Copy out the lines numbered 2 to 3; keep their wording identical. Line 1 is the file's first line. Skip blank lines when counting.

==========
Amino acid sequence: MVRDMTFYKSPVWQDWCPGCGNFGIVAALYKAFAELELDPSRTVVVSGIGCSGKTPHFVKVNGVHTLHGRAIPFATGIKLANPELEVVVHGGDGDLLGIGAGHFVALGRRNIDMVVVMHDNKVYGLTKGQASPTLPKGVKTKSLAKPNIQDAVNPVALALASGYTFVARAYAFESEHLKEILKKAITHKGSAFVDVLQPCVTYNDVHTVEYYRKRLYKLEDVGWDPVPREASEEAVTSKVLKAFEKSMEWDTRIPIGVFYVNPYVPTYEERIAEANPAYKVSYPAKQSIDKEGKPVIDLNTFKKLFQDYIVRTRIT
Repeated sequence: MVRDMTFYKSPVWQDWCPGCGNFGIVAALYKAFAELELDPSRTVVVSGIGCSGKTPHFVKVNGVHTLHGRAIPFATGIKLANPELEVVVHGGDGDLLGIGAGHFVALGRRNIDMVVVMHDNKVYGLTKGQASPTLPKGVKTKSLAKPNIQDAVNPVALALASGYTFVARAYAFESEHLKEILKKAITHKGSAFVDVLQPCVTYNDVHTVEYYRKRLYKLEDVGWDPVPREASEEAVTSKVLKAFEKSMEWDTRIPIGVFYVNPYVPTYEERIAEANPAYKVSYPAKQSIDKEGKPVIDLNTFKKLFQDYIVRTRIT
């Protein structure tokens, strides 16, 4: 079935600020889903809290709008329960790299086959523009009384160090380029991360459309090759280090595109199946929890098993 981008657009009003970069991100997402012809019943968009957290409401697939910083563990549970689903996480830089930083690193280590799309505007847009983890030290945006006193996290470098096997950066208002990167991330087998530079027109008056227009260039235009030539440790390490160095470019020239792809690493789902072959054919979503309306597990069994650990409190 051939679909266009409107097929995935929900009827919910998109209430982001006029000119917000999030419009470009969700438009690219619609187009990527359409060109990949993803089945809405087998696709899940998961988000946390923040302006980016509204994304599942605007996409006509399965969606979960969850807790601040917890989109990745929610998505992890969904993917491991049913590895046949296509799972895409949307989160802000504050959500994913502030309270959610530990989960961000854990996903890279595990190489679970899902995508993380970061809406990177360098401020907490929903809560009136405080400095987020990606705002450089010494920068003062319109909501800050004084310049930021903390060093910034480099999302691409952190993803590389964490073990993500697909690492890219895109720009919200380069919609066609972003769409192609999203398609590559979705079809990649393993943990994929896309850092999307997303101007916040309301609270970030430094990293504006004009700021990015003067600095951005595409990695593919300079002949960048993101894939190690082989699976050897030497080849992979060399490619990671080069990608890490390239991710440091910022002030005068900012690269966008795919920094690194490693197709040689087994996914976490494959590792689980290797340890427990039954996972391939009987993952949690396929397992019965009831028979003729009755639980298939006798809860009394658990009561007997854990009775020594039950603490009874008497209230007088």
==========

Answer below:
Repeated sequence: MVRDMTFYKSPVWQDWCPGCGNFGIVAALYKAFAELELDPSRTVVVSGIGCSGKTPHFVKVNGVHTLHGRAIPFATGIKLANPELEVVVHGGDGDLLGIGAGHFVALGRRNIDMVVVMHDNKVYGLTKGQASPTLPKGVKTKSLAKPNIQDAVNPVALALASGYTFVARAYAFESEHLKEILKKAITHKGSAFVDVLQPCVTYNDVHTVEYYRKRLYKLEDVGWDPVPREASEEAVTSKVLKAFEKSMEWDTRIPIGVFYVNPYVPTYEERIAEANPAYKVSYPAKQSIDKEGKPVIDLNTFKKLFQDYIVRTRIT
């Protein structure tokens, strides 16, 4: 079935600020889903809290709008329960790299086959523009009384160090380029991360459309090759280090595109199946929890098993 981008657009009003970069991100997402012809019943968009957290409401697939910083563990549970689903996480830089930083690193280590799309505007847009983890030290945006006193996290470098096997950066208002990167991330087998530079027109008056227009260039235009030539440790390490160095470019020239792809690493789902072959054919979503309306597990069994650990409190 051939679909266009409107097929995935929900009827919910998109209430982001006029000119917000999030419009470009969700438009690219619609187009990527359409060109990949993803089945809405087998696709899940998961988000946390923040302006980016509204994304599942605007996409006509399965969606979960969850807790601040917890989109990745929610998505992890969904993917491991049913590895046949296509799972895409949307989160802000504050959500994913502030309270959610530990989960961000854990996903890279595990190489679970899902995508993380970061809406990177360098401020907490929903809560009136405080400095987020990606705002450089010494920068003062319109909501800050004084310049930021903390060093910034480099999302691409952190993803590389964490073990993500697909690492890219895109720009919200380069919609066609972003769409192609999203398609590559979705079809990649393993943990994929896309850092999307997303101007916040309301609270970030430094990293504006004009700021990015003067600095951005595409990695593919300079002949960048993101894939190690082989699976050897030497080849992979060399490619990671080069990608890490390239991710440091910022002030005068900012690269966008795919920094690194490693197709040689087994996914976490494959590792689980290797340890427990039954996972391939009987993952949690396929397992019965009831028979003729009755639980298939006798809860009394658990009561007997854990009775020594039950603490009874008497209230007088």